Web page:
In office just a week, LA City Attorney Carmen
“Nuch” Trutanich boldly appeared before
the LA City Council Tuesday and declared he would get to the bottom of the Michael Jackson fiasco.
Taking the extraordinary step of appearing during the public comment period just like Zuma Dogg, Nuch laid down the law on the city spending millions of dollars for police and other services in
support of the Michael Jackson Memorial at
He vowed to investigate who authorized
spending the money at a time when the city is carrying a $320 million deficit into the new fiscal year –a time when the Mayor, City Council President and Police Chief are all out of the country.
In a matter-of-fact and friendly manner, Nuch said he has a plan to recoup whatever the city spent for round-the-clock police on a holiday weekend and on Tuesday when the 3,000 cops on duty outnumbered the crowd outside Staples Center.
His final comment left no doubt about where he stands.: Nuch said he would back to the Council on Friday, in private session if need be, to discuss his investigation and plans — and to propose legislation to make sure something
like this never happens again.
The Mystery: Who Approved LA Paying the Bill?
Councilwoman Jan Perry is quite an actress — acting mayor and acting City Council president at the same time.
And what a time it was: The Michael Jackson Extravaganza.
To all appearances, it was Perry — as the woman in charge with the Mayor and City Council President junketing overseas — who gave the green light for the city to pick up the multi-million dollar tab for police and other services needed because of AEG’s decision to hold the Michael Jackson Memorial at its Staples Center.
At first, Perry defended the expenditure which comes at a time the city is operating with a $320 million hole in its budget in the new fiscal year and has to borrow $1.1 billion – a quarter of its annual operating budget – just to meet cash flow demands.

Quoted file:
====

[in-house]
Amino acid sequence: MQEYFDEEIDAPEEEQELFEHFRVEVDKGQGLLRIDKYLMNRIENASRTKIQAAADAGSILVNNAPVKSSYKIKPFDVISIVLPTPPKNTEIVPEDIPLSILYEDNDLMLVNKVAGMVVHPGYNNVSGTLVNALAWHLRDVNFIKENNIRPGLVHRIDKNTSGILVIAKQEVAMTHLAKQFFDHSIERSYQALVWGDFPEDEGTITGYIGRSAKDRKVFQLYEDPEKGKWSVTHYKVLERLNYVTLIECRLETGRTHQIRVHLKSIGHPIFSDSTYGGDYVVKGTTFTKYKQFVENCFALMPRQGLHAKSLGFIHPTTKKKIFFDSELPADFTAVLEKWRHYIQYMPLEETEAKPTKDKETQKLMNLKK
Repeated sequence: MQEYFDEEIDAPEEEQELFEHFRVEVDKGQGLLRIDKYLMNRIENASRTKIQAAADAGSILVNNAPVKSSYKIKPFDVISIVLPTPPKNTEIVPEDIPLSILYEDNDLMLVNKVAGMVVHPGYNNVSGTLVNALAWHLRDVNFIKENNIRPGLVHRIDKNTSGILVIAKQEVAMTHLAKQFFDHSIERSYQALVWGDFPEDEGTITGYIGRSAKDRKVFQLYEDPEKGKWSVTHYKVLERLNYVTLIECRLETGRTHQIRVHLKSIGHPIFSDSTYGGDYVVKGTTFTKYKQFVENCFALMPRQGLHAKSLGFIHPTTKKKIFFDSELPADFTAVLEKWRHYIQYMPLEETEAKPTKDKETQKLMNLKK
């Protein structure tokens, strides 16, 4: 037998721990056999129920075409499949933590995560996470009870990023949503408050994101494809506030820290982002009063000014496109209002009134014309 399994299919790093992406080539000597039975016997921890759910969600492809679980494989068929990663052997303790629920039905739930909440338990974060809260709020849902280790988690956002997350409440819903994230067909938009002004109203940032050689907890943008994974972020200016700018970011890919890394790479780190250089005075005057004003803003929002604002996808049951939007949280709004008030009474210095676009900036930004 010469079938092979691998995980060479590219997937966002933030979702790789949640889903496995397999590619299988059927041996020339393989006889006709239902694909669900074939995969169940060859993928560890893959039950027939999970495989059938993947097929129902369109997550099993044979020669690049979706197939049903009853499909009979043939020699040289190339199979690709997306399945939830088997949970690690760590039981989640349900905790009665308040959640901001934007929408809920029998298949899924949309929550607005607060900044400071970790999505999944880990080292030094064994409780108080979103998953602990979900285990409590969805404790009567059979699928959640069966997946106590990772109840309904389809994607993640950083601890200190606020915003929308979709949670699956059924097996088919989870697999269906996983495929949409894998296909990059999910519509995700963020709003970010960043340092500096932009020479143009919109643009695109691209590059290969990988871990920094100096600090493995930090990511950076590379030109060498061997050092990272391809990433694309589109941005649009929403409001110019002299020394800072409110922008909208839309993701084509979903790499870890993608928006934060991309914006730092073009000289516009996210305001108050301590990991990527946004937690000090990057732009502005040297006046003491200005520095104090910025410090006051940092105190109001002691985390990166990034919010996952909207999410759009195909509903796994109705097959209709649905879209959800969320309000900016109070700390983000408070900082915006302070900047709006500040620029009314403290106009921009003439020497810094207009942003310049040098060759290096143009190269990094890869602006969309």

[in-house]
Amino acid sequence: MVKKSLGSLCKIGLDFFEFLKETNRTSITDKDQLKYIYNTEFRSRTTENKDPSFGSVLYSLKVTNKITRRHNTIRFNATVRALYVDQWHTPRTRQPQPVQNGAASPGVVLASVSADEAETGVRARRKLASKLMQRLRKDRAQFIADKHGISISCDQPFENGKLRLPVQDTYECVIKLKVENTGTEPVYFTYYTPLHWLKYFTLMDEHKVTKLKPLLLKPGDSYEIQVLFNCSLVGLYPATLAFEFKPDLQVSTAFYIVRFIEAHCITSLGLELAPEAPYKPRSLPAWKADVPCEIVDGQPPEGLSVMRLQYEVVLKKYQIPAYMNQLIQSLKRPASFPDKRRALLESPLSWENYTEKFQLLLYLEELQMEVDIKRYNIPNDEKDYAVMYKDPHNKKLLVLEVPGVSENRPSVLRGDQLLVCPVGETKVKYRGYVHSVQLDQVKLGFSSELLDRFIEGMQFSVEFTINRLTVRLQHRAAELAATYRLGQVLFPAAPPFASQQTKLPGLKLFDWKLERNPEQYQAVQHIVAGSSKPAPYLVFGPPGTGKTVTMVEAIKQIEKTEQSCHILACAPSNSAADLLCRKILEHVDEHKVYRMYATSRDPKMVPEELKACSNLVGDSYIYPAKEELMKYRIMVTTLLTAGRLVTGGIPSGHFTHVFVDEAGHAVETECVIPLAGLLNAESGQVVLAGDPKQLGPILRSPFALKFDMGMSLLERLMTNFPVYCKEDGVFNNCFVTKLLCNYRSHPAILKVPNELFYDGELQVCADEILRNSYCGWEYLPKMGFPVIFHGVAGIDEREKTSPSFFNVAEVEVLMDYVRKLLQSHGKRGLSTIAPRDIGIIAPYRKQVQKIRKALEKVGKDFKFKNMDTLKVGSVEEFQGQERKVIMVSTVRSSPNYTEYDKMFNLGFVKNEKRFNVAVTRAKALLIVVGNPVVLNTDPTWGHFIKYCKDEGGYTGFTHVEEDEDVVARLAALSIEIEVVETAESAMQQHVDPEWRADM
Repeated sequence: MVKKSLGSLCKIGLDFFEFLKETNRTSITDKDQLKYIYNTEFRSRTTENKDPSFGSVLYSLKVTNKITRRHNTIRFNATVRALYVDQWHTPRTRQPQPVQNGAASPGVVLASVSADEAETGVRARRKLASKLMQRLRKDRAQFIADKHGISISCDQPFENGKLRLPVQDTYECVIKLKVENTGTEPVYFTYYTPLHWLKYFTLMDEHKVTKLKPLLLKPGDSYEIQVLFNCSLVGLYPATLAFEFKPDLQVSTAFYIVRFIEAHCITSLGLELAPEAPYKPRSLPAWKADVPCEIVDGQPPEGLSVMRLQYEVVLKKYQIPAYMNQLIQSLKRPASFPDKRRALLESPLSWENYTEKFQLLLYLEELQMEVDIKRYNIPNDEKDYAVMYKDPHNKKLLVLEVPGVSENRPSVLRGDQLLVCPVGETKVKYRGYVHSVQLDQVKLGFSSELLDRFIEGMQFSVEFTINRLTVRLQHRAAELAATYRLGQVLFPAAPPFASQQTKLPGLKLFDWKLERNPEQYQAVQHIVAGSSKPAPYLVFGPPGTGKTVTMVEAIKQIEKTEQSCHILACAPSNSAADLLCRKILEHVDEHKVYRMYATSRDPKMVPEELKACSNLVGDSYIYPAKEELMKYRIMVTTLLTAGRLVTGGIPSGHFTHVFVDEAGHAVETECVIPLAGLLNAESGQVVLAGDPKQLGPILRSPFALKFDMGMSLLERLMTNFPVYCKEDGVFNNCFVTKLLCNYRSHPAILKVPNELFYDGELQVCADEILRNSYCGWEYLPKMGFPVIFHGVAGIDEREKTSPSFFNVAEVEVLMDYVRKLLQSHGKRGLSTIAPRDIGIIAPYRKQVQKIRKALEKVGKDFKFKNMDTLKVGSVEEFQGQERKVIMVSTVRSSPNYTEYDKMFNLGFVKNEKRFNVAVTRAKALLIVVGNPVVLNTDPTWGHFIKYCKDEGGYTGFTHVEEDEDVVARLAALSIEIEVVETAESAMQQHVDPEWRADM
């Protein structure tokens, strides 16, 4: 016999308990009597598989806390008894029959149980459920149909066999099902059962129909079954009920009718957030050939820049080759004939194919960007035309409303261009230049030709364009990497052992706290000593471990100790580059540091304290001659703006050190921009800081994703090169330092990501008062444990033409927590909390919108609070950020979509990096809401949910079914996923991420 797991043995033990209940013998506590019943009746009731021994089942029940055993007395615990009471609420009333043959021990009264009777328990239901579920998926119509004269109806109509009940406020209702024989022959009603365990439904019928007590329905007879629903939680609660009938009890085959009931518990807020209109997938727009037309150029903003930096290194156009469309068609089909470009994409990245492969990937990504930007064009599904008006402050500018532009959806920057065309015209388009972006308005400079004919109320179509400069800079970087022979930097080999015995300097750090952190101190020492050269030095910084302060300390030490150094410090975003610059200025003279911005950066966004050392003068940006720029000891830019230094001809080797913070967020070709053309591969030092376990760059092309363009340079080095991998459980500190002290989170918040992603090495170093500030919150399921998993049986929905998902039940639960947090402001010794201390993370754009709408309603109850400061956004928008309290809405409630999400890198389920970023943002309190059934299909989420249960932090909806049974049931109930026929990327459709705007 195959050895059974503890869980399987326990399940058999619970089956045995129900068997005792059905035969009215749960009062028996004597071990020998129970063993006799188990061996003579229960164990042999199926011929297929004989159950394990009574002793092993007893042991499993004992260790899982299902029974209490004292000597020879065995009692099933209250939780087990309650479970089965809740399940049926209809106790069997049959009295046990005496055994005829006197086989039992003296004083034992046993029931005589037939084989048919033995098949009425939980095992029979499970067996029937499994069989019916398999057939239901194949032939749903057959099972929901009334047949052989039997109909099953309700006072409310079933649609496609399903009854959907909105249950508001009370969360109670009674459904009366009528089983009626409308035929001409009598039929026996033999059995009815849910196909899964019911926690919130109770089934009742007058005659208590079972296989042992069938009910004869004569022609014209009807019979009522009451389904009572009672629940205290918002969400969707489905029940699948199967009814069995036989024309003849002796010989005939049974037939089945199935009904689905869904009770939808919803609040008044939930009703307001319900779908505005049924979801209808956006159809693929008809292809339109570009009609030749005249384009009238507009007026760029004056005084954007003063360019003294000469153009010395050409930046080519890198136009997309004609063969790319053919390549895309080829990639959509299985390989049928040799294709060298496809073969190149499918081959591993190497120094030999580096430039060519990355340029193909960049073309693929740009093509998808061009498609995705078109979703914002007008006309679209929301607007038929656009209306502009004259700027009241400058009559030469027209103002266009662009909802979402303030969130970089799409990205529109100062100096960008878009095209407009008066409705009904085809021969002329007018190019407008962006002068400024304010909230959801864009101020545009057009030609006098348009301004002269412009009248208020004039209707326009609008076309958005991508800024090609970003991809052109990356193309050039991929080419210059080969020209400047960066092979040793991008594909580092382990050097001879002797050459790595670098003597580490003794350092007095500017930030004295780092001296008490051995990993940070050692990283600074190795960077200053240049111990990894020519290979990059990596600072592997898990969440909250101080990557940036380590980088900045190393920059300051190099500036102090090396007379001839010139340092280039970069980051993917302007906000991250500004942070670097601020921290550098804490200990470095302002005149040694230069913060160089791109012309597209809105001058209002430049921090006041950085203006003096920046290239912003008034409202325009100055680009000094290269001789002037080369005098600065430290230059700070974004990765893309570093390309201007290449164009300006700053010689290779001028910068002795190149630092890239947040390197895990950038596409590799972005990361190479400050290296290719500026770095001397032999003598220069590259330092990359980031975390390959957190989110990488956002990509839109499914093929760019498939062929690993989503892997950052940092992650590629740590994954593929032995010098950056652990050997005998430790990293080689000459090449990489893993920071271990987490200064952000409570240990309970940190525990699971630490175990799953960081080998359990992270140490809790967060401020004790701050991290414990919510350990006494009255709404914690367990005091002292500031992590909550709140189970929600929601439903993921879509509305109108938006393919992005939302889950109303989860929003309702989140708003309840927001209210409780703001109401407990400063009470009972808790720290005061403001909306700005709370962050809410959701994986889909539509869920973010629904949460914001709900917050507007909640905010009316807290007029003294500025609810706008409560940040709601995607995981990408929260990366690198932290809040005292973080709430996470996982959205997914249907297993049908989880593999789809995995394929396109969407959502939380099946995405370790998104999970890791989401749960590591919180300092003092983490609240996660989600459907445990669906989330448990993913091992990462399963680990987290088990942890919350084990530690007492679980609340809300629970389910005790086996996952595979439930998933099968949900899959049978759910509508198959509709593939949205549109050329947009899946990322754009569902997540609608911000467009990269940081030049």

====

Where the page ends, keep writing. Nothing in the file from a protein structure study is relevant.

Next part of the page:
But was it really Perry who made the call? Or the mayor’s office? Or even Police Chief William Bratton?
Councilman Dennis Zine told a meeting of San Fernando Valley Republicans Tuesday night that Perry was “kept out of the loop” in the decision-making process that led to the city’s decision that providing around-the-clock police security on overtime during the long July 4 weekend and extensive planning for a massive crowd outside Staples for Tuesday’s Memorial Service.
He accused AEG, owner of Staples and promoter of Jackson’s planned revival tour, of hyping claims that hundreds of thousands of Michael Jackson fans would show up as part of its strategy of profiteering from the King of Pop’s death. In fact, the 3,000 cops on hand — a third of the LAPD force — outnumbered the fans.
Zine went so far as to suggest the lottery for tickets to the service was part of AEG’s strategy and the firm would cash in on the 1.6 email addresses submitted for the 11,000 tickets that were made available to the public.
Tim Leiweke, who’s in charge of Staples and other AEG operations in LA and one of the city’s most influential powerbrokers, was the target of much of Zine’s attack.
Leiweke has rebuffed demands that AEG pay the city’s costs which could run as high as $4 million and sharply criticized Zine.
“There should be a thing called common decency,” Leiweke said. “This could have waited until after the family was through the memorial. It shows no class at all. Beware the man who shouts while standing on another man’s casket.”